The best athlete Mr. Gillum ever coached is Zeke Jones. Zeke was an Olympic silver medalist, world champion, multiple time NCAA All-American, and a high school state champion. He’s currently the head coach of the United States Olympic and World Freestyle Wrestling teams, and trained our country’s two gold medalists in this past summer’s Olympic Games in London. Matter of fact, I’m watching him on national TV as I type this tonight. He’s coaching the US against Iran in a dual meet held at New York’s Grand Central Station. There’s a sad irony in watching Zeke coach in one of the most important wrestling meets in the world the day after Ernie Gillum, III died.
The most important developmental aspects of my manhood come from my father. I’ve had the privilege of having a dad who meets and exceeds all of the criteria to be his son’s mentor, role model, and hero. At the same time my wrestling coaching mentors have been Black men: James Bryant and Ernie Gillum. The exact same ones Zeke had. It really is interesting that in a sport as White in its participation as wrestling is, our country’s top head coach never had anyone other than Black men as his head coaches; Zeke wrestled for Coach Bryant at Scarlett Junior High like I did, then for Coach Gillum, and then for Wrestling Hall of Famer Bobby Douglass at Arizona State after graduating from Huron. (Guess he would been thrown off wrestling for a White dude, so he had to go to ASU just to be comfortable with the cat yelling at him from the corner of the mat!). Sadly, Coach Bryant and Coach Gillum have now both passed on, and within two years of each other. It’s great though, that their legacies are thriving through Zeke, me, and countless other athletes and students who were mentored by these two intelligent, savvy, cool, fiery, tough, caring, and larger-than-life-but-diminutive-in-height Black men.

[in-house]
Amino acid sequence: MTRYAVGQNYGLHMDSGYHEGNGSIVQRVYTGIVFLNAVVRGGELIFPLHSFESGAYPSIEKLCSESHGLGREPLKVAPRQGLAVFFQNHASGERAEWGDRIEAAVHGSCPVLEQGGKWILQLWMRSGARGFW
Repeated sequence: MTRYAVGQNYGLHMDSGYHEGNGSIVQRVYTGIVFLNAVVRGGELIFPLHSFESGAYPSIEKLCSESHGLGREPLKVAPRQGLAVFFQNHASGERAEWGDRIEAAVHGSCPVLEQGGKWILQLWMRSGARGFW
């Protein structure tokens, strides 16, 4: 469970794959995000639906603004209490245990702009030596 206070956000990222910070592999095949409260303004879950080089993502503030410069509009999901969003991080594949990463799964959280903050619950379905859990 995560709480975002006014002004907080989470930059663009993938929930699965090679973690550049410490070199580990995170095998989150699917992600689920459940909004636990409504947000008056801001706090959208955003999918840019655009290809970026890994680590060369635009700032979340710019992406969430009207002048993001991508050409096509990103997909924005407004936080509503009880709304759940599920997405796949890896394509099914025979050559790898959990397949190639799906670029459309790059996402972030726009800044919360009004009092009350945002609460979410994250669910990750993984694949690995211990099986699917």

Regarding Coach’s comparison to me and prostitutes: